L'Espresso  06.02.2012 (Italy)

No matter what you think about Mayan prophecy, the world is constantly coming to an end, writes Umberto Eco. In Italy at least, where everything is being constantly upended, and has been for thousands of years. "The fact that things are already so topsy-turvy certainly speaks for the end of the world. Just think that the rich once lived in the luxury palaces in the centre of Rome and the poor on the barren outskirts; today the houses near the Colosseum are falling to bits, with hanging toilets on their outer walls, and they are given away for next to nothing to people who don't care about them. The corrupt politicians on the other hand are moving into the [former immigrant quarter] Quarticciolo, just imagine! Back in the day the poor travelled with the train and only the rich could afford to fly. Now flights no longer cost anything and trains are getting more luxurious all the time, with bars that are only accessible to first class travellers. Once upon a time the rich went to Riccione or in the worst case Rimini to soak their bones in the Mediterranean. Now the top politicians all go to the Maldives and Rimini is full of Russian upstarts who have only just escaped oppression themselves. Where will it all end?"

Magyar Narancs  07.02.2012 (Hungary)

The former dramatist and avowed anti-Semite Istvan Csurka who rose to fame after the fall of communism as a far-right politician, and was recently made director of the new Nationalist Uj Szinhaz theatre in Budapest, died at the beginning of February. The liberal weekly Magyar Narancs remembers a writer who helped to firmly establish racism in Hungary's political landscape. "It is Istvan Csurka's fault that Nazism was reintroduced and gained official status again. Thanks to him Nazism was publicly reinstalled, thanks to him it could mobilise the masses, thanks to him it became electable again. It is because of Csurka that in the 21st century the far-right Jobbik party is a solid, medium-sized power in the Hungarian parliament. The party itself has at most taken care of its Facebook page. And this legitimate anti-Semitism or Nazism has poisoned and divided the country – possibly for ever."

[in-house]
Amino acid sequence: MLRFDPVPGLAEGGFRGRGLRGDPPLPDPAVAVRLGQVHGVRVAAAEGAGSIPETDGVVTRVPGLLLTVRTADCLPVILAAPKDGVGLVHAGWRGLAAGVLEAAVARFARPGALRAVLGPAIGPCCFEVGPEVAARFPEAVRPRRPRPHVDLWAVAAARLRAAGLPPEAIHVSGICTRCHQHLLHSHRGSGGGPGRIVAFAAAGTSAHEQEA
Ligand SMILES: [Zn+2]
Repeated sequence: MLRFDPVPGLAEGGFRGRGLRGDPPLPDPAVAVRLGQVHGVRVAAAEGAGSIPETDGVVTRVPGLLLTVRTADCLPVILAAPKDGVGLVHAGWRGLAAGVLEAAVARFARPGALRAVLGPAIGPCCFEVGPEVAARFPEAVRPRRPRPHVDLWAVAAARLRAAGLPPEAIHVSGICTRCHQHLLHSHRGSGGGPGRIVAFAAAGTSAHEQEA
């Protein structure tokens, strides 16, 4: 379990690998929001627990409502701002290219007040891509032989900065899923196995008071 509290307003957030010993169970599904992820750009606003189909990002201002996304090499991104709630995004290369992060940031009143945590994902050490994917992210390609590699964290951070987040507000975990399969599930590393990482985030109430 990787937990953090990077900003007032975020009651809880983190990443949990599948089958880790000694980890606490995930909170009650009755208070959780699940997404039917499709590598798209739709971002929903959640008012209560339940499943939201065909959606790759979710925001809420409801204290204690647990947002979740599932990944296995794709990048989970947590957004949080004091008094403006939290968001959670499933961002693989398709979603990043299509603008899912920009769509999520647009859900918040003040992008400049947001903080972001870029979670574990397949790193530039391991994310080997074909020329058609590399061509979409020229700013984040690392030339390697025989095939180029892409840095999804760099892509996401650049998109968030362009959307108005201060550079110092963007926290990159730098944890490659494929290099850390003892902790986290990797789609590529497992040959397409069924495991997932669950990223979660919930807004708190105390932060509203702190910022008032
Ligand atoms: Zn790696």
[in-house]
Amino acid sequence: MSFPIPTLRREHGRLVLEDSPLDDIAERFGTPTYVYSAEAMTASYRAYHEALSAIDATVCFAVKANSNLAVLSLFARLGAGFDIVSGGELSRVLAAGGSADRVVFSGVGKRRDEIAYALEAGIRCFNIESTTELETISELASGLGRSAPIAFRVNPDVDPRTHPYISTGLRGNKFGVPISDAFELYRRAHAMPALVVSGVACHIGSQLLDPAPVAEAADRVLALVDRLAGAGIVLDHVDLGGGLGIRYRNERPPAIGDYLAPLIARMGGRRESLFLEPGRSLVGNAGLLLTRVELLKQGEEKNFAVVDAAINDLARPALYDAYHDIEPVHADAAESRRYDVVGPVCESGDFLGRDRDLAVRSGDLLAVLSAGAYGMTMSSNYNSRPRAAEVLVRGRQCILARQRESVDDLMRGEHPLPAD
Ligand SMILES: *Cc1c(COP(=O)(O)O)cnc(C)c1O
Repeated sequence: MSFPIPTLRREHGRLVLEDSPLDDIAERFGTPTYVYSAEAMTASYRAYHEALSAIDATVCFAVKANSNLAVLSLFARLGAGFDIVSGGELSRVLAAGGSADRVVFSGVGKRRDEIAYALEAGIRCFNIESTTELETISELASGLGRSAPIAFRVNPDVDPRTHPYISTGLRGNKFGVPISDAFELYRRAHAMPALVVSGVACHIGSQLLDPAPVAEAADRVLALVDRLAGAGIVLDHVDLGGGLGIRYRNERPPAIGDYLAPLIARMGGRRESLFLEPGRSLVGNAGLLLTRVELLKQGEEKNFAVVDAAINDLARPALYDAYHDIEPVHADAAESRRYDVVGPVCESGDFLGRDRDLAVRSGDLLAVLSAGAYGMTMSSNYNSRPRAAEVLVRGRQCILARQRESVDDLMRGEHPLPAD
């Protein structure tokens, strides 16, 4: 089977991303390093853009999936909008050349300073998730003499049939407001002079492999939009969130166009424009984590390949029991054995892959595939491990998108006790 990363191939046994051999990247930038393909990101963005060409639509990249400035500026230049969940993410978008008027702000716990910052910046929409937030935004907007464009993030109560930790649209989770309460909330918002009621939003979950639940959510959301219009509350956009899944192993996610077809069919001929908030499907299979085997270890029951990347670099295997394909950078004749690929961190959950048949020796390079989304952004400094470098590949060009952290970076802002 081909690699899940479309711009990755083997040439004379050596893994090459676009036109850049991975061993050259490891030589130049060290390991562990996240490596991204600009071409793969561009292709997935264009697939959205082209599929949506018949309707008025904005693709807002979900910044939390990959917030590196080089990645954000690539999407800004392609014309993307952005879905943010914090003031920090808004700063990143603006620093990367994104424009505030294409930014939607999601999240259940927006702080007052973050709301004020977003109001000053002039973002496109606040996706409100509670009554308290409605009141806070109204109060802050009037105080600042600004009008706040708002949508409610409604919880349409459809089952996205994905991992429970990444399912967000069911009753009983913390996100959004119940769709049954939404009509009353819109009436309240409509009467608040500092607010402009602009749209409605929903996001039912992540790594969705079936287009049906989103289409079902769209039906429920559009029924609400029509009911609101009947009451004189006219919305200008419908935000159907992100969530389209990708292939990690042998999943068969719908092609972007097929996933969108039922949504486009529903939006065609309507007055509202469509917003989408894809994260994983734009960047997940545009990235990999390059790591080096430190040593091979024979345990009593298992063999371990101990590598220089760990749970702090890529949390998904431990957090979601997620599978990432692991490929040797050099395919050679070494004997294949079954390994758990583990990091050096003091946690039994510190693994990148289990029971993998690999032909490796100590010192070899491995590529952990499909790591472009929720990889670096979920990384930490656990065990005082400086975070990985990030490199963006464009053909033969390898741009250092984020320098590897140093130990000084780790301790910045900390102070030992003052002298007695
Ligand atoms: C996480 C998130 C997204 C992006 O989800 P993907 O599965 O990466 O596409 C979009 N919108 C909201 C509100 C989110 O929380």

Polityka  10.02.2012 (Poland)

A key to Wislawa Szymborska's poetry and philosophy can be found in her 1996 Nobel prize speech, even if she only referred indirectly to herself, according to Justyna Sobolewska (here in German) in her obituary of the Polish poet: "Like when she observes that 'poets today are mostly skeptical or distrustful even – and perhaps primarily – when it comes to themselves. They admit only reluctantly to being poets in public – as if they were somehow embarrassed about it.' And she stresses that 'inspiration' is not only the province of poets and artists but of people who set out to constantly question things and feed their brains with new challenges. People, in other words, whose curiosity never cools. Scarcely is one job over than 'a swarm of new questions forms. Inspiration, whatever that might be, stems from a constant I don't know'."

Stories from the Anglophone press:

In Vanity Fair S.L.Price explains why Barry Levinson's 1982 film "Diner" was more influential than "Bladerunner", "Sex, Lies and Video Tapes", "Raging Bull" and "Blue Velvet". In the Guardian, sociologist Richard Sennett evokes Montaigne to talk about new forms of co-operation. The TLS is completely absorbed by Wes Williams' book on the meaning of monsters. Commentary remembers Christopher Hitchens as Richard Drefuss' Justin Bieber. - let's talk european